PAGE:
Senate Committee Approves Grassley-Coons Officer Safety Act PDF Print E-mail
News Releases - Health, Medicine & Nutrition
Written by Grassley Press   
Friday, 18 May 2012 14:25

WASHINGTON – Senators Chuck Grassley and Chris Coons today won unanimous support from the Judiciary Committee for their legislation to clarify when a federal law enforcement agent is acting under the color of his office.

The Officer Safety Act, S.2276, would allow a federal law enforcement agent who stops a violent crime while off-duty and is indicted in a state court for those actions to petition for the state criminal prosecution against him to be removed to federal court.

The senators said the bill is narrowly drawn in order to benefit only those officers who have acted appropriately.

“The existing federal removal statute was created so that the agents would not fear prosecutions for performing their jobs, and their duties include assisting victims even when are technically off duty,” Grassley said.  “As it stands, however, when the officer, say on a weekend, steps in to protect a victim from a crime of violence that is occurring in his presence, he risks state prosecution and damage to his career.  That might lead him to hesitate.  This is contrary to good public policy.”

“Police officers look out for our communities and our families every day, risking their own safety to do so,” Coons said. “ When I was a county executive, I worked closely with our local law enforcement professionals and witnessed firsthand how our brave officers are trained to detect and prevent dangerous situations, whether they are on-the-clock or not. The Officer Safety Act of 2012 will ensure that ‘off duty’ federal officers who intercede to protect the lives of others will be held to the same standards as when they are performing their official duties. I applaud my colleagues’ work today and for coming together during National Police Week to support our nation’s first responders. I hope the bill will be considered by the full Senate soon.”

Grassley serves as ranking member and Coons is a member of the Judiciary Committee.  The proposal adopted during the committee meeting this morning was co-sponsored by Senators Tom Coburn, Jeff Sessions, Dianne Feinstein, Amy Klobuchar, Chuck Schumer, Richard Blumenthal, and Richard Durbin.

It is supported by the Federal Law Enforcement Officers Association, the Federal Bureau of Investigation Agents Association, and the National Border Patrol Council.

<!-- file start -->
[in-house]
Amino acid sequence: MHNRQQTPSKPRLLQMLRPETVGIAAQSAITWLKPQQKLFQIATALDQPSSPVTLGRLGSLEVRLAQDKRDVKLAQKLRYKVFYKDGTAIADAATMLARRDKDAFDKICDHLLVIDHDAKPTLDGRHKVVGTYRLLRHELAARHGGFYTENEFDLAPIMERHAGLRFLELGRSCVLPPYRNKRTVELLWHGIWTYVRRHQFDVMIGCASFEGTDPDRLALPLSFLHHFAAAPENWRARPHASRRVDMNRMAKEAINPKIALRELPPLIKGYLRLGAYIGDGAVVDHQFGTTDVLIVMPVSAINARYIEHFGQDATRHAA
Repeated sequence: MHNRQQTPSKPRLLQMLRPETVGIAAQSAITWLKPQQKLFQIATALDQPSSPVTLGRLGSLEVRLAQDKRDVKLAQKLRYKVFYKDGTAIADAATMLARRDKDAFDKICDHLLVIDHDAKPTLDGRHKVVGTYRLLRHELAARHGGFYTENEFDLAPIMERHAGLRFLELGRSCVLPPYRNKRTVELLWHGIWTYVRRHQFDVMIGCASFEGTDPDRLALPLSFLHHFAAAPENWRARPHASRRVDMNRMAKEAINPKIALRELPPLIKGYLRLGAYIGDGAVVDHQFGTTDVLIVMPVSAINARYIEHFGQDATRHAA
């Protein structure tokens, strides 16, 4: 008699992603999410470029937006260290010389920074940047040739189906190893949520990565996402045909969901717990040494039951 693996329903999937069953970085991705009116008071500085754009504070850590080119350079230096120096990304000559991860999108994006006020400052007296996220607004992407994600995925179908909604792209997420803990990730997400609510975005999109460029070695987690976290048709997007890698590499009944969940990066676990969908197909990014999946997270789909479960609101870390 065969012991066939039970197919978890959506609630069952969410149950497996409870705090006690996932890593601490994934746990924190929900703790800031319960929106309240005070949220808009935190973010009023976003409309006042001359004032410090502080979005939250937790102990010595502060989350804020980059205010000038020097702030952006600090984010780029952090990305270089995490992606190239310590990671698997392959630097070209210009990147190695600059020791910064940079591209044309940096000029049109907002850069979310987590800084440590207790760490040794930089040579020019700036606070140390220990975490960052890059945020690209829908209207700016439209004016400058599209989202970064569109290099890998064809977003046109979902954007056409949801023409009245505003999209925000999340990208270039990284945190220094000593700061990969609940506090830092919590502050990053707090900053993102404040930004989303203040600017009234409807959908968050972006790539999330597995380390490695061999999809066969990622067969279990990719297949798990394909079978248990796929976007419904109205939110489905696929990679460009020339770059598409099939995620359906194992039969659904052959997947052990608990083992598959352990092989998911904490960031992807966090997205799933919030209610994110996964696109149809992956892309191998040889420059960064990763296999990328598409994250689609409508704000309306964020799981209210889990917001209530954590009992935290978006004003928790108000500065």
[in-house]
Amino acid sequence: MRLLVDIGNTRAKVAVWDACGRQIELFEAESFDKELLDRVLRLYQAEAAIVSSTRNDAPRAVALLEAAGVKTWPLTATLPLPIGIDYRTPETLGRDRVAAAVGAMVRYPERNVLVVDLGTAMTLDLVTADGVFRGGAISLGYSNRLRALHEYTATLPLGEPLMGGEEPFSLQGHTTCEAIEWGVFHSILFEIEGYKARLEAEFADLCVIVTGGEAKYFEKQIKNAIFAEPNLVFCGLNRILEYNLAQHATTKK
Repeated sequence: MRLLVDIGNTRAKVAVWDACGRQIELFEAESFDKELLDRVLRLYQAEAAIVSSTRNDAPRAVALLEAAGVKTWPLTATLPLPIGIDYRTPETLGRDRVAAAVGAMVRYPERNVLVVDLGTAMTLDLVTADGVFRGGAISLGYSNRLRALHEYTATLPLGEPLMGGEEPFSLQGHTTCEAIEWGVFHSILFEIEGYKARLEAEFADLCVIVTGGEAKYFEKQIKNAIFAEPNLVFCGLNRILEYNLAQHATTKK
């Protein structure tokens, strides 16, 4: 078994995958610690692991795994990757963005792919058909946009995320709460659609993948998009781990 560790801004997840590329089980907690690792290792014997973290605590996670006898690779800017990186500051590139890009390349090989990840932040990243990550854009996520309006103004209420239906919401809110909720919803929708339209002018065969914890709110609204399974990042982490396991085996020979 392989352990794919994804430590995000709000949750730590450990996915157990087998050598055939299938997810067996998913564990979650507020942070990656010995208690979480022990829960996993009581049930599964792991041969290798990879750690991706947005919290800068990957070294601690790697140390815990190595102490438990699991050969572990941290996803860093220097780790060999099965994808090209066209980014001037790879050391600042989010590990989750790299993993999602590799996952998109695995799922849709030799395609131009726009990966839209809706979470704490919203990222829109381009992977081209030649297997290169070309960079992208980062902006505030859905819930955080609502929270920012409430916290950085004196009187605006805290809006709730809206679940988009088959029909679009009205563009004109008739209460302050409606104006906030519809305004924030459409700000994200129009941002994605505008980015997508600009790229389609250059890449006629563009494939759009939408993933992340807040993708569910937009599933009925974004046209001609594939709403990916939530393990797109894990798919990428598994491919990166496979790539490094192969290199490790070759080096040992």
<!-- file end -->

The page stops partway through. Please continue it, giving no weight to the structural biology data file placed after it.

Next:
Skin Cancer is Most Common Cancer in US, Yet One of the Most Preventable PDF Print E-mail
News Releases - Health, Medicine & Nutrition
Written by David Bryan   
Friday, 18 May 2012 14:17
EPA, FDA, NPS, National Council on Skin Cancer Prevention Highlight Sun Safety Tips for 'Don’t Fry Day': May 25th

WASHINGTON – As summer quickly approaches, the U.S. Environmental Protection Agency (EPA) has joined the National Council on Skin Cancer Prevention, Food and Drug Administration (FDA) and National Park Service (NPS) to emphasize the dangers of skin cancer and has provided simple steps Americans can take to protect themselves. The National Council on Skin Cancer Prevention designated the Friday before Memorial Day “Don’t Fry Day” as a way to highlight sun safety.

“Skin cancer prevention and sun safety are important issues for EPA – our primary mission is to protect people’s health and the environment,” said Gina McCarthy, assistant administrator for EPA’s Office of Air and Radiation. “While the agency has made steady progress protecting the Earth's ozone layer, the SunWise program and Don't Fry Day help teach children and families simple steps to stay safe in the sun and protect themselves from harmful UV rays.”

“The risk of skin cancer is very real. It's therefore important that consumers prevent sunburn and protect themselves from the risk of skin cancer and early skin aging throughout the year,” said FDA Commissioner Margaret Hamburg, M.D. “The FDA strongly recommends that consumers regularly use a Broad Spectrum sunscreen with an SPF value of 15 or higher in combination with other protective measures to more effectively protect themselves and their families whenever they are in the sun.”

“Whether you hike or stroll, paddle a canoe or kayak or just sit in a mountain meadow watching the clouds go by, remember to put on your hat, apply sunscreen and have plenty of water to drink,” said National Park Service Director Jonathan B. Jarvis. “These sun safety tips will protect your skin and I think guarantee that we’ll see you often in your national parks.”